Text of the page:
Pharmacy benefit managers – the middlemen who negotiate drug purchases for insurers and large buyers – are coming under growing scrutiny and criticism both in Connecticut and nationwide for their role in the sharp rise of prescription drugs. The third-party companies, called PBMs for short, originally processed claims for pharmacies, but now are hired by Medicare, Medicaid and commercial health plans to manage pharmaceutical benefits. Their reach is broad: they choose what drugs are covered by insurance; negotiate purchasing deals with drug makers; determine co-pays for consumers; decide which pharmacies will be included in prescription plans; and decide how much pharmacies will be reimbursed for the drugs they sell. The growing legions of PBM critics, who include state Comptroller Kevin Lembo, pharmacists and their trade and service organizations, say that the industry is helping drive the unrelenting rise in prescription drug prices and insurance premiums.
PBMs, Lembo’s office and state pharmacists say, use a variety of tactics to capture cash from consumers, payers and pharmacies. One is spread pricing, where they pay the pharmacy less for a prescription than a payer gives them, sometimes even forcing the pharmacist to take a loss.
Fifteen Connecticut hospitals will lose 1 percent of their Medicare reimbursements this fiscal year as penalties for having relatively high rates of hospital-acquired conditions, data from the Centers for Medicare & Medicaid Services (CMS) show. The hospitals are among 800 nationwide being penalized – the highest number since the federal Hospital Acquired Conditions Reduction Program started five years ago, according to a Kaiser Health News (KHN) analysis of the CMS data. The penalties will be levied during the current fiscal year, which began in October 2018 and runs through September. Under the program, which was created by the Affordable Care Act, the government levies penalties based on hospitals’ rates of infection related to colon surgeries, hysterectomies, urinary tract catheters and central lines inserted into veins. It also reviews infection rates for Methicillin-resistant Staphylococcus aureus, or MRSA, and Clostridium difficile, known as C. diff, as well as rates of blood clots, sepsis, post-surgery wounds, bedsores and hip fractures, among other injuries.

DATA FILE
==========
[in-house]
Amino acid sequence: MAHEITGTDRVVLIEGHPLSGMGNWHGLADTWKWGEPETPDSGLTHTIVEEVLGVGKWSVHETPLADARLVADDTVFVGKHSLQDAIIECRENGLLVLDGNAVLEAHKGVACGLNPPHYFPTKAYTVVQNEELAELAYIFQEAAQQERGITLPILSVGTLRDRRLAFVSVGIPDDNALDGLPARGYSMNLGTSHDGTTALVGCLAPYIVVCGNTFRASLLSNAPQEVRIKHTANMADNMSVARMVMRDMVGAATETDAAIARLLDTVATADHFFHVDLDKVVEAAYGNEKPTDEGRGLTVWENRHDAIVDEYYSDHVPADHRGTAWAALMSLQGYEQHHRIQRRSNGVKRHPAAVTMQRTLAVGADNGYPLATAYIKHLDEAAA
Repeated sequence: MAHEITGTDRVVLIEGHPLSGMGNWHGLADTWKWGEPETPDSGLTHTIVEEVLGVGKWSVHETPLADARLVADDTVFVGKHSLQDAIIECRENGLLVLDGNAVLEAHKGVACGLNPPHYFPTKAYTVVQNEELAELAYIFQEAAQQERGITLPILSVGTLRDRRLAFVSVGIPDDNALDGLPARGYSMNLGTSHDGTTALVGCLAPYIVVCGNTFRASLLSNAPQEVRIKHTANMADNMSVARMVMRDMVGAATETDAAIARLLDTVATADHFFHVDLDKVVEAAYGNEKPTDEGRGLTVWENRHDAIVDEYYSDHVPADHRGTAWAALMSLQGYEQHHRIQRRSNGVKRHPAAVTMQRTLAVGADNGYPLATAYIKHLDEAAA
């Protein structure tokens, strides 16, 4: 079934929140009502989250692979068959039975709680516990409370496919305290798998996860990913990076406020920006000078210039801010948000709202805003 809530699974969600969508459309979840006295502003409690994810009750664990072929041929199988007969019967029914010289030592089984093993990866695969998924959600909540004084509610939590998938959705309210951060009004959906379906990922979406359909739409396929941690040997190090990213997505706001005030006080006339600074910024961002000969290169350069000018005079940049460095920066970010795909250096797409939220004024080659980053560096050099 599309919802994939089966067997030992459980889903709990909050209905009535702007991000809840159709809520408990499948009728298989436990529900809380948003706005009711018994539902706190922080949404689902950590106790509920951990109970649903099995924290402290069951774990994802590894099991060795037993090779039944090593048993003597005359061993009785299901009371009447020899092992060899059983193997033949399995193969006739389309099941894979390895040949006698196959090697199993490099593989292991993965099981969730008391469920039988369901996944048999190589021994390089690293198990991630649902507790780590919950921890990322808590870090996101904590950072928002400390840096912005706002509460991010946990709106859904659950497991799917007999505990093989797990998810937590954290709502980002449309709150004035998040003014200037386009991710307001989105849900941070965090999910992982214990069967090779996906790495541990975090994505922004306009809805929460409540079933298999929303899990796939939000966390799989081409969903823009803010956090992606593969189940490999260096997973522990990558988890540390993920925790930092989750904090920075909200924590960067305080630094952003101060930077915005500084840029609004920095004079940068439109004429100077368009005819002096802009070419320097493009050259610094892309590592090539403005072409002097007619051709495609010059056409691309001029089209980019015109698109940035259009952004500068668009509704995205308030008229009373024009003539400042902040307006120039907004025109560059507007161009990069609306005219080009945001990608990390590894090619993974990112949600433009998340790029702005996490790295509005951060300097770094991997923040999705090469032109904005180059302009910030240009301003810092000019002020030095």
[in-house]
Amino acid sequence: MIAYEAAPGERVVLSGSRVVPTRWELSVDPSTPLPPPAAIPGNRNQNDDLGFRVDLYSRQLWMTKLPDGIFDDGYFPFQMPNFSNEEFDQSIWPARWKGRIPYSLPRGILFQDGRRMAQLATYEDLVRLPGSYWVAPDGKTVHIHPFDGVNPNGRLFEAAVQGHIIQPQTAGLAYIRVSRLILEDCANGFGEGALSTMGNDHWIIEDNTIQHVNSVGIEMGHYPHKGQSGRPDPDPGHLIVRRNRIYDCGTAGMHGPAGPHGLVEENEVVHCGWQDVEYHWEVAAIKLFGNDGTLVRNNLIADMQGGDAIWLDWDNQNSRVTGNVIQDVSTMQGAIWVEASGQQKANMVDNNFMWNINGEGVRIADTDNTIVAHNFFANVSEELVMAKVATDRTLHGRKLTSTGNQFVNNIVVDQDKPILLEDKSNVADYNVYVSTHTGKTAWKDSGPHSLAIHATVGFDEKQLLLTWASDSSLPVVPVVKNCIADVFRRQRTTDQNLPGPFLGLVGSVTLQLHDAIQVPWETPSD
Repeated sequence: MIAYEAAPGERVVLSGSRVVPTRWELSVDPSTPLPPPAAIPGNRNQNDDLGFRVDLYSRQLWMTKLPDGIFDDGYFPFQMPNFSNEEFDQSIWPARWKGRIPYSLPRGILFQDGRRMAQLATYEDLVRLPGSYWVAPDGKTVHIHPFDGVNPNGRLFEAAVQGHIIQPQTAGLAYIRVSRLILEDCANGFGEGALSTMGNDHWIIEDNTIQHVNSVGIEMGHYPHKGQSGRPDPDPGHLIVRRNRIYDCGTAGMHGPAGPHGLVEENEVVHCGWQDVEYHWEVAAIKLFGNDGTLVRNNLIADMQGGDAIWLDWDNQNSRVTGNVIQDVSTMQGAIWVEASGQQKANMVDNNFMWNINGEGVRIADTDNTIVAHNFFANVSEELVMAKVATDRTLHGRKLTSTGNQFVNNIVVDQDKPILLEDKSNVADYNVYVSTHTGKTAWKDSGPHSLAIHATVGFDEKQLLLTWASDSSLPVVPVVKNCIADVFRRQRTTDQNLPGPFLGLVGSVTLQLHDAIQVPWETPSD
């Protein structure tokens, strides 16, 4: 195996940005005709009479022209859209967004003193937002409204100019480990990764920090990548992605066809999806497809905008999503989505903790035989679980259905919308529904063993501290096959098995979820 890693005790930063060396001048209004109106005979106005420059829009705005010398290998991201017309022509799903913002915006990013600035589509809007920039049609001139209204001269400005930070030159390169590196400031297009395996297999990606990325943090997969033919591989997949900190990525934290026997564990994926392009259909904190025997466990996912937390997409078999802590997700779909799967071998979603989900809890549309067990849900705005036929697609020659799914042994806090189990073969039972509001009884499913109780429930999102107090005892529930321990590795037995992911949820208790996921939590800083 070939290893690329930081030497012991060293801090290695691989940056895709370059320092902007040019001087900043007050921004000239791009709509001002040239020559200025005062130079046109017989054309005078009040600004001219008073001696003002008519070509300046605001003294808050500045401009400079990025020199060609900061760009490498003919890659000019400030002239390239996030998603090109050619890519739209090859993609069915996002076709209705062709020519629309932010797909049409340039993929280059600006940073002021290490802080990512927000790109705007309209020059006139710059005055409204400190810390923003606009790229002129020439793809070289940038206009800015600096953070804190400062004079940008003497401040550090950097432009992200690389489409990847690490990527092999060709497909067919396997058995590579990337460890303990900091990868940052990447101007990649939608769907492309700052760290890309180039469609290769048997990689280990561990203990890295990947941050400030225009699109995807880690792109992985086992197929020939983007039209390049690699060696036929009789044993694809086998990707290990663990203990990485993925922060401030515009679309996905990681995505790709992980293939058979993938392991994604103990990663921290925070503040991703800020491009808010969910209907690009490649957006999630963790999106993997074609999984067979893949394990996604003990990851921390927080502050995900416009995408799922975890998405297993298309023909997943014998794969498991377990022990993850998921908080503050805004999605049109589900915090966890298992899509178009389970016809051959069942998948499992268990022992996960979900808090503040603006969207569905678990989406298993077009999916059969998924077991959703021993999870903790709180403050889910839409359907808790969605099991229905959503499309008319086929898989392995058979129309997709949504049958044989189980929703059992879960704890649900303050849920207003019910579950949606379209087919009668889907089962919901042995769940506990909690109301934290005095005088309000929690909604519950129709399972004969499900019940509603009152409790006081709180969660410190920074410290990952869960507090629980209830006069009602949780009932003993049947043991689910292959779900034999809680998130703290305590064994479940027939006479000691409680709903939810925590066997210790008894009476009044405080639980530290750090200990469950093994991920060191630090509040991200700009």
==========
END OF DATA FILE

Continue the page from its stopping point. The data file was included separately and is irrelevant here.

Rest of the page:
With physicians’ compensation from pharmaceutical and medical device companies under increasing scrutiny, payments to doctors in Connecticut for consultant work rose to $8.5 million in 2017, up from $8 million in 2016. Payments for meals, travel and gifts also increased from $3.2 million in 2016 to $3.5 million in 2017, data from the Centers for Medicare & Medicaid Services show. Of the total $27.2 million in payments, $4.37 million – or 16 percent – went to 10 doctors holding licenses in Connecticut. The highest paid doctor was Dr. Paul Sethi, an orthopedic surgeon in Greenwich, who accepted slightly more than $1 million in 2017 in royalty fees, consulting work, and other services from several companies, including Arthrex Inc., and Pacira Pharmaceuticals Inc., maker of Exparel. The drug, Exparel, is marketed as an alternative to opioid painkillers post-surgery.
Most Connecticut nursing homes will see their Medicare reimbursements reduced in the coming year for having high resident readmission rates to hospitals. Of Connecticut’s 224 nursing homes, 75 percent (168) are being penalized by Medicare based on how often their residents were re-hospitalized within 30 days of discharge. Twenty-five percent (56) in Connecticut are receiving bonuses for having few readmissions, according to a Kaiser Health News (KHN) analysis of data from the Centers for Medicare and Medicaid Services (CMS). This is the first time nursing homes are being penalized or rewarded based on how many of their residents are readmitted to hospitals for conditions that could have been prevented. Medicare has administered a similar program for hospitals since the 2013 fiscal year.
Most Connecticut hospitals will lose a portion of their Medicare reimbursement payments over the next year as penalties for having high rates of patients being readmitted, new data from the Centers for Medicare & Medicaid Services (CMS) show. Statewide, 27 of the 29 hospitals evaluated—or 93 percent—will be penalized in the 2019 fiscal year that began Oct. 1, according to a Kaiser Health News analysis of CMS data. The Medicare program has penalized hospitals since the 2013 fiscal year for having high rates of patients who are readmitted within a month of being discharged. Nationally, hospitals will lose $566 million in penalties, which were instituted as part of the Affordable Care Act to encourage better health care delivery.